I was at a financial symposium last week and one of the presenters made a profound statement. He said, “Don’t go broke in a nursing home.” That’s a scary thought, isn’t it?
Even if you’ve done everything right to plan for retirement, chances are you haven’t planned for long-term care. Ask yourself the following question: If you or a loved one needed long-term care, how would you pay for it?
The cost for long-term care averages $8,000 per month, that’s close to 100k per year. At those levels, you can see how quickly a financial portfolio can be eroded. Alzheimer’s alone can average eight years of care. In 20 years with inflation that’s $174,000 per year, totaling close to $1,400,000.
One in 1.4 people, age 65 or older, will need long-term care. However, the latest research shows that less than a quarter of Baby Boomer have long-term care insurance. That can put a strain on financial resources. It can also put an emotional toll on loved ones to care for a parent or spouse.
I met a woman in Indianapolis last year whose father was deteriorating because of a chronic illness. The costs for his care had continued for years. She alone was providing the sole care of her father and it was time consuming, exhausting, and untimely. She shared with a group of us how her own health started to decline because of the seemingly constant care she was giving to her father. It was heart-wrenching to hear of their family’s struggle.
Having long-term care insurance in your portfolio is a way to pay for some, if not all of the costs that could be incurred for care. It can also alleviate the financial and emotional impact it can have on your family.
As mentioned, long-term care costs can be very expensive and these costs can erode someone’s savings and retirement in a very short period of time. However, rather than thinking of this care as long-term care, think about it as “asset-based care.” In other words, the right type of long-term care insurance can be used to protect your assets. This “asset-based” care uses a life insurance policy or annuity that allows you to use the death benefit or cash value for long-term care costs with the option of “lifetime” care, which means you can’t outlive the care. Another benefit is if you don’t end up needing long-term care, your heirs can receive the death benefit.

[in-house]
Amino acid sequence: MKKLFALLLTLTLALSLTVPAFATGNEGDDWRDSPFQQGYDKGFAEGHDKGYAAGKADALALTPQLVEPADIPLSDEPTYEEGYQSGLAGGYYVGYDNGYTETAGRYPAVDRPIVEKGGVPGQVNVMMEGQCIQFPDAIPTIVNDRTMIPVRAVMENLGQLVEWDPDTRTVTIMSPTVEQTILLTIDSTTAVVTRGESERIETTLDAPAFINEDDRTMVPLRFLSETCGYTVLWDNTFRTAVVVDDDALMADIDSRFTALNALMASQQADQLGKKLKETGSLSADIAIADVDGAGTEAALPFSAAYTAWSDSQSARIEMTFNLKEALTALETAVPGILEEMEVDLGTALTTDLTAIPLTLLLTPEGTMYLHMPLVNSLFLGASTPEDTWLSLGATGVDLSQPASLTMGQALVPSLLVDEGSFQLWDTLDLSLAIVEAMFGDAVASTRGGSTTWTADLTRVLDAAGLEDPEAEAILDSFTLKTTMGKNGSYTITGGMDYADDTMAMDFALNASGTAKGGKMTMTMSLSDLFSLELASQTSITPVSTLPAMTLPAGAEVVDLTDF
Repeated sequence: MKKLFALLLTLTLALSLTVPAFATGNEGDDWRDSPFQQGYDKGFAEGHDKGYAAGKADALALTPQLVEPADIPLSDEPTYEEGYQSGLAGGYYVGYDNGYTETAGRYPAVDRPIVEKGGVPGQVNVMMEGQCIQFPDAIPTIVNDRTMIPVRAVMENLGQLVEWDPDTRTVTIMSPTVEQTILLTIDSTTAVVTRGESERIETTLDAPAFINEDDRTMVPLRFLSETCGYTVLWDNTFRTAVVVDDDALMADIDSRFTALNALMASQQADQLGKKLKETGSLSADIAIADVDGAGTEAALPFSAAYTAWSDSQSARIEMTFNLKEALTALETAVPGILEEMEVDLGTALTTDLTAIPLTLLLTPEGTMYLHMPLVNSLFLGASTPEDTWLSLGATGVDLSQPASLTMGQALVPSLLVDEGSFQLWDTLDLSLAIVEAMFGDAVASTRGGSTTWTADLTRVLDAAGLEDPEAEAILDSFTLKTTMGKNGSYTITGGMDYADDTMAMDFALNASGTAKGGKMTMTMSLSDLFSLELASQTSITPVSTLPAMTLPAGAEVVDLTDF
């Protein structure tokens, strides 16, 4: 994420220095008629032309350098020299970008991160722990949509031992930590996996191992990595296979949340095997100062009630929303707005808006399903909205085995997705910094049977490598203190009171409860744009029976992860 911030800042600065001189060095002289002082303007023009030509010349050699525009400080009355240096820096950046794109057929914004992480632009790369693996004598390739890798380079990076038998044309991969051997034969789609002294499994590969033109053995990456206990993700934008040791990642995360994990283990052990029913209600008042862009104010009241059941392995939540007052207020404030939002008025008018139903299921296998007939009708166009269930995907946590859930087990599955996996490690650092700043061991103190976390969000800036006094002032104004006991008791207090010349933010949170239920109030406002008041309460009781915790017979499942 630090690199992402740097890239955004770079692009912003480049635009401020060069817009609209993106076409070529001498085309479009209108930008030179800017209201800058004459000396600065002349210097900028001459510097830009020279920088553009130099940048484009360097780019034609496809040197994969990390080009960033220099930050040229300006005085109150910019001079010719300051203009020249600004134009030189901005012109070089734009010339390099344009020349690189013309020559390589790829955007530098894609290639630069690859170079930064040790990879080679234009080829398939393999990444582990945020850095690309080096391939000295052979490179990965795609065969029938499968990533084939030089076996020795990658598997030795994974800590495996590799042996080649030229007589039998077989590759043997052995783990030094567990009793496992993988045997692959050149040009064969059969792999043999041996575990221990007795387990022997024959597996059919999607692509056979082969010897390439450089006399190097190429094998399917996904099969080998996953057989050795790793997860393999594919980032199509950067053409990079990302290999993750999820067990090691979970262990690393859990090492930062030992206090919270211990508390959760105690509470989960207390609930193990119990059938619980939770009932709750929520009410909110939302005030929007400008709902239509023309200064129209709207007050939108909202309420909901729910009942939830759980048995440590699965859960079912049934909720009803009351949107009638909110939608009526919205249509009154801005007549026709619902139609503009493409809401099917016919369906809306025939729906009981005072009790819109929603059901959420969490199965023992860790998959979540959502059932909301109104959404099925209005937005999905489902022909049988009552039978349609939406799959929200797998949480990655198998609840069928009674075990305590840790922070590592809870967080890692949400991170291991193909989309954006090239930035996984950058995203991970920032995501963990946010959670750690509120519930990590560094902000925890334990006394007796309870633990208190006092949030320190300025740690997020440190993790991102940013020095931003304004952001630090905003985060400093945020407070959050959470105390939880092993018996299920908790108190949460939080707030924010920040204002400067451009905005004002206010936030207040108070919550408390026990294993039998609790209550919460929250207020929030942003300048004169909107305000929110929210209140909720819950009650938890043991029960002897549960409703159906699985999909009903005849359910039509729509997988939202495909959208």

Many people will have assets in retirement: Cash, qualified plan money, life insurance, real estate, annuities, pensions, a business, etc. Some, or all, of these assets could be whittled away to pay for the cost of long-term care. For those wanting to leave a legacy to children or grandchildren, that legacy could also be diminished by the costs of long-term care.
The first step is in your hands. Continue to get the information you need to make an informed decision and discover how asset-based care can protect your assets.
The consequences of not having long-term care, and the solutions to this expanding issue of “asset care” should be carefully considered.
Begin to discover what you can do to protect your assets and protect those you love from incurring expenses themselves. I invite you to learn more, get a quote, and see what Asset Care can do for you. Schedule an appointment with a Wealth Strategist at Paradigm Life and discover what is possible for you and your loved ones.